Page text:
I received a Bachelor’s of Science in Nutrition with an emphasis on Health and Wellness from Kaplan University in 2010. My professional experience includes 11 years of combined years working for Stanford University, Fresno Community College, and Clovis Unified School District. In these positions I developed a broad range of experience in all fields of education from curriculum development, budgeting, human resources, grants and contracts management, accreditation and state compliance reviews, facilities acquisitions, and procurement. My background in education has well prepared me to make sound, sensible decisions for Joplin Schools. 

As a member of the Joplin Community, my civic involvement includes a seven-year term on the Joplin Swim Team Board of Directors where I served as member, President, and Past President. I am a current member of the Joplin City Parks Board. I have been Vacation Bible School Director at St. Mary’s Catholic Church, volunteer coach for various sports at the Joplin Family Y, and I assist Johnson, Vorhees & Martucci with addressing the needs of children in our community by organizing distribution of winter hats and sweatshirts to area school districts. 

In support of Joplin Schools, I have participated in the classroom as a room parent, math tutor, and teacher aide. I currently serve as a member of the Board of Education and committee member on the Policy Committee and the Data Team. I contributed to the Snack Pack program at Cecil Floyd for two and a half years. This year I worked with the district to offer healthier foods to our students. I have represented the Cecil Floyd community on several district committees for facilities and the bond issue. I served as Treasurer for the JHS Athletic Booster Club for the past two years, organizing the Senior Powder Puff Game last year and the Sports sign up/Physical activity. I was instrumental in starting a Men’s Swim Team at JHS in 2012, which has grown into a strong program over the past few years.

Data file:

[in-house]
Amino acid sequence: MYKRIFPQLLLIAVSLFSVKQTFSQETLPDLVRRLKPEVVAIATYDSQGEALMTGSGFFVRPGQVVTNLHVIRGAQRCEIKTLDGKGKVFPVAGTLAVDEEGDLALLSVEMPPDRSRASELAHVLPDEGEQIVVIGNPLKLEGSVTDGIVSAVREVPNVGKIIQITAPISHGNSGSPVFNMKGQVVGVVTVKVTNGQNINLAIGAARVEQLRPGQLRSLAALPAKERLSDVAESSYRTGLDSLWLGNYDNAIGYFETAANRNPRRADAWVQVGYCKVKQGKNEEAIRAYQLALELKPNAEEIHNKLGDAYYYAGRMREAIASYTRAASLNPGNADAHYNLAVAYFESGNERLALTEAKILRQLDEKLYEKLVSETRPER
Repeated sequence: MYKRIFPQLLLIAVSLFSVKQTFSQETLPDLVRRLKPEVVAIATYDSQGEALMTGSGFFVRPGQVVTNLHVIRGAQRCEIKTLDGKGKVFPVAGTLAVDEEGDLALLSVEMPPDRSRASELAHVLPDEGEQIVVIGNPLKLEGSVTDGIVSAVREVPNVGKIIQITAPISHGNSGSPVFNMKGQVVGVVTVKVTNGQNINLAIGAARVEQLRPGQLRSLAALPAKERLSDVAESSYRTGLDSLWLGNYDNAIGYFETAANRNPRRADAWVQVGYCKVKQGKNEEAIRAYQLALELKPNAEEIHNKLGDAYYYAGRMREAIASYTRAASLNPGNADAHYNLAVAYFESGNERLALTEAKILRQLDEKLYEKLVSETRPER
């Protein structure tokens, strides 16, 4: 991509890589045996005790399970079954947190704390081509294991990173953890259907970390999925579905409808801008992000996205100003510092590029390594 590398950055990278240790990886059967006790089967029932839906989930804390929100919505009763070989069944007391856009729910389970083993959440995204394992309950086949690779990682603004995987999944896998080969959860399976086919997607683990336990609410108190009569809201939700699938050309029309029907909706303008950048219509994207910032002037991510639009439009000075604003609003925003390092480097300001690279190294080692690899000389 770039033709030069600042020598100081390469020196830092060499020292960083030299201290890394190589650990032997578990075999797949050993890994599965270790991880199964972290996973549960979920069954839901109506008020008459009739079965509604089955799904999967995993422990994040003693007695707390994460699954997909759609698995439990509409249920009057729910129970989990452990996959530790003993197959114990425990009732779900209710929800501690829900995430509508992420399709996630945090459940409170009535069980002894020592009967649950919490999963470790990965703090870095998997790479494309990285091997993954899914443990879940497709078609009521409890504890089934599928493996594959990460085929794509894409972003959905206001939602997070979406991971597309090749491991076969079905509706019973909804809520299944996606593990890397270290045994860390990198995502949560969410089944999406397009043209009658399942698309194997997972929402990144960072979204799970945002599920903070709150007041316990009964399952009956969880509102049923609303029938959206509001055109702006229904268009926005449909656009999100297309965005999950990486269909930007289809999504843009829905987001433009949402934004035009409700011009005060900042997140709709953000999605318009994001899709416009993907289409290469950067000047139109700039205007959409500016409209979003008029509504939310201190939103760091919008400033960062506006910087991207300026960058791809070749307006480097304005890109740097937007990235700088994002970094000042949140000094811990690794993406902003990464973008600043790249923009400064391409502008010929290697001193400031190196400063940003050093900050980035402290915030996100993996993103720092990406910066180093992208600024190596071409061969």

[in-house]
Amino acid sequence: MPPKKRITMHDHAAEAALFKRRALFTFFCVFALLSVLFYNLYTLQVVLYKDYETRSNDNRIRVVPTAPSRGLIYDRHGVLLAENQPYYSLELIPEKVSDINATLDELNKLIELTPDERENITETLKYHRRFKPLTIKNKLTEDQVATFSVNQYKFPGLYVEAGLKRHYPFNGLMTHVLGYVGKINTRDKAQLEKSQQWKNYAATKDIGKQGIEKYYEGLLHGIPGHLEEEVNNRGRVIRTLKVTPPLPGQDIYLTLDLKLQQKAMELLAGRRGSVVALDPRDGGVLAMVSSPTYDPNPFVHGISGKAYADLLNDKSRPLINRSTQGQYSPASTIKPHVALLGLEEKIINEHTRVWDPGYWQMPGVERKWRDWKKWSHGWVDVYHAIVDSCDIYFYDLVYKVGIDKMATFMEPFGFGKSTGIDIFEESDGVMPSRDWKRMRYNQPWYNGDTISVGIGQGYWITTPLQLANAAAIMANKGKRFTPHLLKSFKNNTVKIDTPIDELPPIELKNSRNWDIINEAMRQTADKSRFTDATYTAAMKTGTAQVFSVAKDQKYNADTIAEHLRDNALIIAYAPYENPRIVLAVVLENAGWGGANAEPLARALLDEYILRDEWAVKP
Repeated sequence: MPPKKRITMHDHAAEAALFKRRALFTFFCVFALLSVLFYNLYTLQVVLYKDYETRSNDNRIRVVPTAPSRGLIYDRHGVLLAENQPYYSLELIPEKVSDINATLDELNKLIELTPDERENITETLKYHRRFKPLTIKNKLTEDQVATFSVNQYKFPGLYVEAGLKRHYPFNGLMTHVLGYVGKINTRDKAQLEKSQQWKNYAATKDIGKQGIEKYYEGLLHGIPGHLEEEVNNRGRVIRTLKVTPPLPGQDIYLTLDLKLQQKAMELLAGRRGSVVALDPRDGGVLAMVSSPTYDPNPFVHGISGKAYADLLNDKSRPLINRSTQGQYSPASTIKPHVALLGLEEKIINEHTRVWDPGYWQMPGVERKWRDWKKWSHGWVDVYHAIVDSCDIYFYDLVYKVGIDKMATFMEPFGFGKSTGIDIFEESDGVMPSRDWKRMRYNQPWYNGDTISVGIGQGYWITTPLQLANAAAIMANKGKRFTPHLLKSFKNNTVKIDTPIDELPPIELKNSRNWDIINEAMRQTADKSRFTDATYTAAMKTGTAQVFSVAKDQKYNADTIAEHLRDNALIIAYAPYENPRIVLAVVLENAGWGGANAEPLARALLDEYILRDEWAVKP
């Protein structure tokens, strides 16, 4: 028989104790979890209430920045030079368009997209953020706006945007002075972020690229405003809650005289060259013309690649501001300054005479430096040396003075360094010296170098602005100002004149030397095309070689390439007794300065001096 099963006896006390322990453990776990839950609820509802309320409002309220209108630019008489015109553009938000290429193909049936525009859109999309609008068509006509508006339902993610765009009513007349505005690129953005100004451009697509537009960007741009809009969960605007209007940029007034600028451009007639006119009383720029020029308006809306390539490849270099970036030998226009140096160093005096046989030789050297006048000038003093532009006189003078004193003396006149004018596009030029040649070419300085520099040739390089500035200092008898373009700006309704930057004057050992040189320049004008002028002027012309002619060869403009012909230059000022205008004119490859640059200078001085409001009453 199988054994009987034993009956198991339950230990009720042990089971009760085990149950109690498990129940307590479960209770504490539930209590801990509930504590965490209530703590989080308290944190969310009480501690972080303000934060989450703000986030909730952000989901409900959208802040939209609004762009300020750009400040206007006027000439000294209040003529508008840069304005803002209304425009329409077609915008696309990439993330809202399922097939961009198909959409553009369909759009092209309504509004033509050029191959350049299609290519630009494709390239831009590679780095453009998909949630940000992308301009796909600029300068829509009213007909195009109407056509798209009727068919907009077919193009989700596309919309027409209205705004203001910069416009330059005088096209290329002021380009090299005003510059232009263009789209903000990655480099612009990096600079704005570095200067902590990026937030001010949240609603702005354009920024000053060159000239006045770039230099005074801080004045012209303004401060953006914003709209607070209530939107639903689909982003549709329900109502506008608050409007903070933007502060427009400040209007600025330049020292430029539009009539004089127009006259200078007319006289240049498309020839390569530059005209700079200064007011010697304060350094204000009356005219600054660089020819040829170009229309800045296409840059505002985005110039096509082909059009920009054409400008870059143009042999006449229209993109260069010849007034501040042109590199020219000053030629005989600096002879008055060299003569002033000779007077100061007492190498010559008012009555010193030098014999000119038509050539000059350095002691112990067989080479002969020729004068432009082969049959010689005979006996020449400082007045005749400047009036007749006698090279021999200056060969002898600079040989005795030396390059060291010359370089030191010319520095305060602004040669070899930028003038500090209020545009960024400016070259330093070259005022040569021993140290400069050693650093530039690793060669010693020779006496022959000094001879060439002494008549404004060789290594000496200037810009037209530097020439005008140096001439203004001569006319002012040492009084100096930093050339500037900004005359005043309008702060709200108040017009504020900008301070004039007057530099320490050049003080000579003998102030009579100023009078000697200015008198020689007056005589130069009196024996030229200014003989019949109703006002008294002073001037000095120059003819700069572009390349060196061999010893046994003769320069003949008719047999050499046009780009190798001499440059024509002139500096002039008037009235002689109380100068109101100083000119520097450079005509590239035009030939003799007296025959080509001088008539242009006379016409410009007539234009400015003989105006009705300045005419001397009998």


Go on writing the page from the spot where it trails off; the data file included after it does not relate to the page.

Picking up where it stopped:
Turning now to the questions posed by JNEA regarding my desire to serve on the Board of Education:

1) What factors led you to decide to run for the school board?
The education of my four children is extremely important to me. In the past several years, I have grown increasingly concerned with the District’s direction and my inability as a parent to advocate for my children with the district administration. Teacher morale has been at an all time low owing in part to the district leadership’s failure to provide the needed level of support. I do not believe the district is working with a realistic budget, and its financial stability is too dependent on the outside chance FEMA delivers additional funding. The district needs to be better stewards of the money taxpayers entrust to it. As a school Board member I will continue my mission of refocusing our district on 1) standards of high student achievement, 2) preparing college and career ready graduates, 3) being the employer of choice with high retention of quality teachers, 4) earning high patron/parent/student satisfaction, and  5) financial stability and responsibility.